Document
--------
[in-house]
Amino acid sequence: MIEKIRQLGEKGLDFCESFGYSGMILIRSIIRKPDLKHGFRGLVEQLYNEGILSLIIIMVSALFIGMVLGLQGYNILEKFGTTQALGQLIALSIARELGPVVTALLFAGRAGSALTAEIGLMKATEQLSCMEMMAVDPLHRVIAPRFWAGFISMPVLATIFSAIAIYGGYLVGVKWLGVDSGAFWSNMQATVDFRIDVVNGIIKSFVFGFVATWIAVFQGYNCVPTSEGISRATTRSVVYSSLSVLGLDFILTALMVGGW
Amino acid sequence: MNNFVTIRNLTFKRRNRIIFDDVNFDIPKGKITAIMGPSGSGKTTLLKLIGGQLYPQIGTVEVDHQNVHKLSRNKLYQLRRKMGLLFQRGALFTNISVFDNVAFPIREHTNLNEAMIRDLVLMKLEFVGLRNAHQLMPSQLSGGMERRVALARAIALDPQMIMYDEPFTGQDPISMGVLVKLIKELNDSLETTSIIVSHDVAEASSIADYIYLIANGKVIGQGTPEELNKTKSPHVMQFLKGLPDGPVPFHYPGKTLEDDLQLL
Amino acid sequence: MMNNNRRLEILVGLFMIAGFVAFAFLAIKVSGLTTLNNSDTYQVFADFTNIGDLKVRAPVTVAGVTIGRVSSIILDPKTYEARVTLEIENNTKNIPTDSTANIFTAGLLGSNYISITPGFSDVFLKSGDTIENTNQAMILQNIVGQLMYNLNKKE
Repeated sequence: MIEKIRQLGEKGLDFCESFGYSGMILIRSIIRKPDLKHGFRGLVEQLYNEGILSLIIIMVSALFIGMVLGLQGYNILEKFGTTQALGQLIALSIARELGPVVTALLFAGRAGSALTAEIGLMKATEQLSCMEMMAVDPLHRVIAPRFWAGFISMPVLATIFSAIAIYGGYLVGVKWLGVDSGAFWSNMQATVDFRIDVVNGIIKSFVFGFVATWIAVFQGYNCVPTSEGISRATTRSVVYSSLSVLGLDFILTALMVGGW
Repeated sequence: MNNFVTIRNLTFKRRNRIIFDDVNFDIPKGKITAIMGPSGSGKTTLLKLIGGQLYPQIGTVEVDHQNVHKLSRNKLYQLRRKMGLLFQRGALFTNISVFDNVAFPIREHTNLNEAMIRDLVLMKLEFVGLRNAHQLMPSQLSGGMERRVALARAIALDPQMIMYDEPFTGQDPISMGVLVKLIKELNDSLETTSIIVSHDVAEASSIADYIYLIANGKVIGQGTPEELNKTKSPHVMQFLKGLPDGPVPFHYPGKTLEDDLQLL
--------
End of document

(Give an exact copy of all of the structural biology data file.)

[in-house]
Amino acid sequence: MIEKIRQLGEKGLDFCESFGYSGMILIRSIIRKPDLKHGFRGLVEQLYNEGILSLIIIMVSALFIGMVLGLQGYNILEKFGTTQALGQLIALSIARELGPVVTALLFAGRAGSALTAEIGLMKATEQLSCMEMMAVDPLHRVIAPRFWAGFISMPVLATIFSAIAIYGGYLVGVKWLGVDSGAFWSNMQATVDFRIDVVNGIIKSFVFGFVATWIAVFQGYNCVPTSEGISRATTRSVVYSSLSVLGLDFILTALMVGGW
Amino acid sequence: MNNFVTIRNLTFKRRNRIIFDDVNFDIPKGKITAIMGPSGSGKTTLLKLIGGQLYPQIGTVEVDHQNVHKLSRNKLYQLRRKMGLLFQRGALFTNISVFDNVAFPIREHTNLNEAMIRDLVLMKLEFVGLRNAHQLMPSQLSGGMERRVALARAIALDPQMIMYDEPFTGQDPISMGVLVKLIKELNDSLETTSIIVSHDVAEASSIADYIYLIANGKVIGQGTPEELNKTKSPHVMQFLKGLPDGPVPFHYPGKTLEDDLQLL
Amino acid sequence: MMNNNRRLEILVGLFMIAGFVAFAFLAIKVSGLTTLNNSDTYQVFADFTNIGDLKVRAPVTVAGVTIGRVSSIILDPKTYEARVTLEIENNTKNIPTDSTANIFTAGLLGSNYISITPGFSDVFLKSGDTIENTNQAMILQNIVGQLMYNLNKKE
Repeated sequence: MIEKIRQLGEKGLDFCESFGYSGMILIRSIIRKPDLKHGFRGLVEQLYNEGILSLIIIMVSALFIGMVLGLQGYNILEKFGTTQALGQLIALSIARELGPVVTALLFAGRAGSALTAEIGLMKATEQLSCMEMMAVDPLHRVIAPRFWAGFISMPVLATIFSAIAIYGGYLVGVKWLGVDSGAFWSNMQATVDFRIDVVNGIIKSFVFGFVATWIAVFQGYNCVPTSEGISRATTRSVVYSSLSVLGLDFILTALMVGGW
Repeated sequence: MNNFVTIRNLTFKRRNRIIFDDVNFDIPKGKITAIMGPSGSGKTTLLKLIGGQLYPQIGTVEVDHQNVHKLSRNKLYQLRRKMGLLFQRGALFTNISVFDNVAFPIREHTNLNEAMIRDLVLMKLEFVGLRNAHQLMPSQLSGGMERRVALARAIALDPQMIMYDEPFTGQDPISMGVLVKLIKELNDSLETTSIIVSHDVAEASSIADYIYLIANGKVIGQGTPEELNKTKSPHVMQFLKGLPDGPVPFHYPGKTLEDDLQLL